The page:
5 – 7pm.

The change in address, the unattractive rubbery squeal of flip flops sloshing through puddles in the rain, men and women running about with folders and bags used as makeshift umbrellas, a colorful circus of women in tudung encompassing a wide spectrum of colors, the very real, cool, fat droplets of rain against the shadowy peek of her ear, hair sticking on napes of necks, scrape of scrapes as the exhaust pipes from passing cabs filled the air with puffs of smoke, condensation on glasses, so cold, she thought, as she reprimanded herself for forgetting her earphones once again, so cold. The air reduced to gradations of grey, the displeasing clamminess of soil and water running through toes as her thoughts seeped deeper and deeper into her mind, like twenty bleeding ungrounded defeats, distracted and distracting as she crossed the streets with purpose.

She had inevitably offended somebody at work again today. It had been unintentional; she had raised the tone of her voice in annoyance because the gossip at work seemed uncalled for, the mocking laughter of her co-workers over another colleague had upset her, she couldn’t accept that they were calling someone a ‘fat excuse of a faggot’. She could not stifle her emotions in time to be sensible, she should not have paused to give a stern glare and a sharp passing remark to shut them up but she could not deny her natural knack for verbal vitriol. She knew upon its release that the timbre of her voice had been strained, that she had caused the halt in the traffic of laughter and conversations as empty faces focused on her and she blinked back, mouth defiantly tight, some faces surprised that she had spoken up so strongly and suddenly on the matter, the girl at work who rarely looked up from her computer.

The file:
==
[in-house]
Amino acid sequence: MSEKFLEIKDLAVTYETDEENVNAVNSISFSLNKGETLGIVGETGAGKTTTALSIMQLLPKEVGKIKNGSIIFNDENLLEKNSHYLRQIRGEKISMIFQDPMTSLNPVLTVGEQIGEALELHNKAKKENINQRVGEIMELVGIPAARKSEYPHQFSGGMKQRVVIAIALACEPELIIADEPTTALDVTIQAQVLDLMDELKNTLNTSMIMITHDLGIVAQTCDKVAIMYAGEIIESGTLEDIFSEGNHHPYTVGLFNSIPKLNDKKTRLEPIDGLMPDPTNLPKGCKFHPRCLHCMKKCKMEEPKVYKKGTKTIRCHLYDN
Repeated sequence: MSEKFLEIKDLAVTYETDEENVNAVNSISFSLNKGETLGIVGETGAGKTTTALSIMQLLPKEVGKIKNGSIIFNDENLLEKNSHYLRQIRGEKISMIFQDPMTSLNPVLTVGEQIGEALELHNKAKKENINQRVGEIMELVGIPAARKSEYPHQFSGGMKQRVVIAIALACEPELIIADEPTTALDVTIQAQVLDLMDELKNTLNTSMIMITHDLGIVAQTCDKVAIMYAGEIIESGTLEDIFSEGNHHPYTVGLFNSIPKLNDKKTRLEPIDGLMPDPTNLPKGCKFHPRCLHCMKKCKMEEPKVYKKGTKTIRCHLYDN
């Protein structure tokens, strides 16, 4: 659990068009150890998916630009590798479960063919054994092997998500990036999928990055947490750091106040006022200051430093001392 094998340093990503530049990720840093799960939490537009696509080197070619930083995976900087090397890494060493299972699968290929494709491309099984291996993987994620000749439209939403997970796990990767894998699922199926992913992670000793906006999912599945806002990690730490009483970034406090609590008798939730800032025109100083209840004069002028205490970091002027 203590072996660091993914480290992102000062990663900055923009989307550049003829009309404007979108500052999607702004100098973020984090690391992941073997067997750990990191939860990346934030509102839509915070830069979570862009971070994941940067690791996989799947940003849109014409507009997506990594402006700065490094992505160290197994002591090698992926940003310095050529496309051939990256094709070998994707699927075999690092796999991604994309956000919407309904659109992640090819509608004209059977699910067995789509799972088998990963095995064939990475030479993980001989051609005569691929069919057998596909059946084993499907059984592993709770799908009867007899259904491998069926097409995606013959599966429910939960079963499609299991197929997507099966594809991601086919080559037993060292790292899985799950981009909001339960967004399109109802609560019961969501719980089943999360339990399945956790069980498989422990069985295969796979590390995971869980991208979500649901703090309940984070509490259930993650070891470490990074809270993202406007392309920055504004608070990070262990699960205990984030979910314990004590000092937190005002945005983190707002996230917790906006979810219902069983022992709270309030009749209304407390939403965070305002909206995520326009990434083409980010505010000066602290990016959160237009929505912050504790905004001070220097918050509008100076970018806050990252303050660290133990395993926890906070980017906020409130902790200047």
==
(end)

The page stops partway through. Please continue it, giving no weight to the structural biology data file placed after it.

No, no, no. She hated coming off as rigid and righteous but was well-versed in the practice of denting others. It was a small matter, really. The stares made her feel cornered. Not worth making a hoopla over. But ‘principles’.

She shook it off, tried to placate her displeasure by thinking of what was for dinner, by thinking of warm feet under the covers, of the simple pleasure in her cat’s usual lazy greeting in strolling over to the front gate as she parked (thank god cats don’t have the sensitivity of a fucking eunuch, she thought), a mountain of books to read, surmising the simple pleasures of chopping vegetables for dinner in the privacy of the kitchen, of watching back-to-back episodes on her aging computer which froze every time her habit of opening 20 tabs and 4 windows at one go caught up with her.

The rain continued to patter down her crowded thoughts as she stood, still and morose, safe yet startlingly isolated for the moment underneath the privacy of her umbrella.




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